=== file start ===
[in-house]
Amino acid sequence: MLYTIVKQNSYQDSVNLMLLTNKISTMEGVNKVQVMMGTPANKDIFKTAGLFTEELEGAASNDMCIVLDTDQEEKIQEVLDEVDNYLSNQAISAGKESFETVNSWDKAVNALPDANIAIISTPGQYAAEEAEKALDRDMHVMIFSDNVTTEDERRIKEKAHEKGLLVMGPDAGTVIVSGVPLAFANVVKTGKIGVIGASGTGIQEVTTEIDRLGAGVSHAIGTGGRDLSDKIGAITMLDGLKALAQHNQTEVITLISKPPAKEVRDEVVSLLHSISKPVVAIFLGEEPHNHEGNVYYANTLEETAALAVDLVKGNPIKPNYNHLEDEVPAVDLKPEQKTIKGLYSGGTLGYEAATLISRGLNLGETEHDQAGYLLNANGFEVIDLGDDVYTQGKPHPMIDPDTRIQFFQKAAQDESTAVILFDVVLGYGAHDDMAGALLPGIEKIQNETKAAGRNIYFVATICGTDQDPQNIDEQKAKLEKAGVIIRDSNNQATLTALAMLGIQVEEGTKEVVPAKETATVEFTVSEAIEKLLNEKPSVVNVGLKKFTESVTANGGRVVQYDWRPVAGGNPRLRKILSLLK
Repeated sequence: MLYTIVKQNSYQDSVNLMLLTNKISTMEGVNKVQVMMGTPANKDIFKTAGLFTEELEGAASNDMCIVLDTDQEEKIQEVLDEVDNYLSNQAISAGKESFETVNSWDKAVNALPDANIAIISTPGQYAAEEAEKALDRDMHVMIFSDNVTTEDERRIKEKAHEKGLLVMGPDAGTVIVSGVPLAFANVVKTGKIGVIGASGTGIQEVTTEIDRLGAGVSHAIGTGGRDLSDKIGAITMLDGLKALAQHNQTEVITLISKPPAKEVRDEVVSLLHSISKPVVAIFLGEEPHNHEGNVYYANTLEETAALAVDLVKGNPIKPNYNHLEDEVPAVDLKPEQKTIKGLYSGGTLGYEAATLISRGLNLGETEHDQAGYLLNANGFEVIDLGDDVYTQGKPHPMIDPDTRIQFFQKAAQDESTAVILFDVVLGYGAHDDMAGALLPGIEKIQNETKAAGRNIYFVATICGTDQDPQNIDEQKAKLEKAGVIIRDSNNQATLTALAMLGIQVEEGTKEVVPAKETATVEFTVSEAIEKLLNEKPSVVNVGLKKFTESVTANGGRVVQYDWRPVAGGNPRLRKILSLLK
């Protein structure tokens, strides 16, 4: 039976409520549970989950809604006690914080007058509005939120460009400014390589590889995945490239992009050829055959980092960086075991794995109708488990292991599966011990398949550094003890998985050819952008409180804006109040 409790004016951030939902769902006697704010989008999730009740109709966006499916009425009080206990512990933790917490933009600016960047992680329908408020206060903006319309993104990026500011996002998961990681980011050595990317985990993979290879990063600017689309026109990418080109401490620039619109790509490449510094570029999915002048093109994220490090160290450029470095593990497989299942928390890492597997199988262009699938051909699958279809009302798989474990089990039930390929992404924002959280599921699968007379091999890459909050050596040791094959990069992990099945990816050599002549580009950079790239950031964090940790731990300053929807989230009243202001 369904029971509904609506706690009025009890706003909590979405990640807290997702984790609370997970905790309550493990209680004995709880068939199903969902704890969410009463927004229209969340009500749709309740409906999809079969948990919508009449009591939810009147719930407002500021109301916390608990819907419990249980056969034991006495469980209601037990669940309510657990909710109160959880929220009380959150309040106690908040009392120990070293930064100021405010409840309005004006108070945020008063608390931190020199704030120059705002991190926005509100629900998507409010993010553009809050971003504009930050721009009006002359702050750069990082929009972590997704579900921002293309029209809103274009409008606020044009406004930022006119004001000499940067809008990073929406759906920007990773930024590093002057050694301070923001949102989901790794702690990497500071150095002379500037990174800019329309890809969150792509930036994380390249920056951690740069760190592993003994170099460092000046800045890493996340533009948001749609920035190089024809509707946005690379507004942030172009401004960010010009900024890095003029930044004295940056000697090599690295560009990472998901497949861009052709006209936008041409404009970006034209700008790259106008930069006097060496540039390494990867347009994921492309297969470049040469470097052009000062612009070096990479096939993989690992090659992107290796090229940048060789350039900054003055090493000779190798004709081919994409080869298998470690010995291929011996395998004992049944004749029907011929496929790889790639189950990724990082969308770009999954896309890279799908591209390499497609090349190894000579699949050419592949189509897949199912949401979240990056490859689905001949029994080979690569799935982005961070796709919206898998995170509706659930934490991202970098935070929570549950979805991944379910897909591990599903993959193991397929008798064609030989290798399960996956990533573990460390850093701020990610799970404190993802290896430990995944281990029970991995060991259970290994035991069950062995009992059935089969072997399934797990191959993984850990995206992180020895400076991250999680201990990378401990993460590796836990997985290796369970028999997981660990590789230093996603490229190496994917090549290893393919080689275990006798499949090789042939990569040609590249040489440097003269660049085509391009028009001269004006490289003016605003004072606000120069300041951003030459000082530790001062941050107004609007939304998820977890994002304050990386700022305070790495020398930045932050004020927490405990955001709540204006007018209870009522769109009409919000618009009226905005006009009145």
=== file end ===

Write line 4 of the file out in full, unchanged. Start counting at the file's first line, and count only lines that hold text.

């Protein structure tokens, strides 16, 4: 039976409520549970989950809604006690914080007058509005939120460009400014390589590889995945490239992009050829055959980092960086075991794995109708488990292991599966011990398949550094003890998985050819952008409180804006109040 409790004016951030939902769902006697704010989008999730009740109709966006499916009425009080206990512990933790917490933009600016960047992680329908408020206060903006319309993104990026500011996002998961990681980011050595990317985990993979290879990063600017689309026109990418080109401490620039619109790509490449510094570029999915002048093109994220490090160290450029470095593990497989299942928390890492597997199988262009699938051909699958279809009302798989474990089990039930390929992404924002959280599921699968007379091999890459909050050596040791094959990069992990099945990816050599002549580009950079790239950031964090940790731990300053929807989230009243202001 369904029971509904609506706690009025009890706003909590979405990640807290997702984790609370997970905790309550493990209680004995709880068939199903969902704890969410009463927004229209969340009500749709309740409906999809079969948990919508009449009591939810009147719930407002500021109301916390608990819907419990249980056969034991006495469980209601037990669940309510657990909710109160959880929220009380959150309040106690908040009392120990070293930064100021405010409840309005004006108070945020008063608390931190020199704030120059705002991190926005509100629900998507409010993010553009809050971003504009930050721009009006002359702050750069990082929009972590997704579900921002293309029209809103274009409008606020044009406004930022006119004001000499940067809008990073929406759906920007990773930024590093002057050694301070923001949102989901790794702690990497500071150095002379500037990174800019329309890809969150792509930036994380390249920056951690740069760190592993003994170099460092000046800045890493996340533009948001749609920035190089024809509707946005690379507004942030172009401004960010010009900024890095003029930044004295940056000697090599690295560009990472998901497949861009052709006209936008041409404009970006034209700008790259106008930069006097060496540039390494990867347009994921492309297969470049040469470097052009000062612009070096990479096939993989690992090659992107290796090229940048060789350039900054003055090493000779190798004709081919994409080869298998470690010995291929011996395998004992049944004749029907011929496929790889790639189950990724990082969308770009999954896309890279799908591209390499497609090349190894000579699949050419592949189509897949199912949401979240990056490859689905001949029994080979690569799935982005961070796709919206898998995170509706659930934490991202970098935070929570549950979805991944379910897909591990599903993959193991397929008798064609030989290798399960996956990533573990460390850093701020990610799970404190993802290896430990995944281990029970991995060991259970290994035991069950062995009992059935089969072997399934797990191959993984850990995206992180020895400076991250999680201990990378401990993460590796836990997985290796369970028999997981660990590789230093996603490229190496994917090549290893393919080689275990006798499949090789042939990569040609590249040489440097003269660049085509391009028009001269004006490289003016605003004072606000120069300041951003030459000082530790001062941050107004609007939304998820977890994002304050990386700022305070790495020398930045932050004020927490405990955001709540204006007018209870009522769109009409919000618009009226905005006009009145």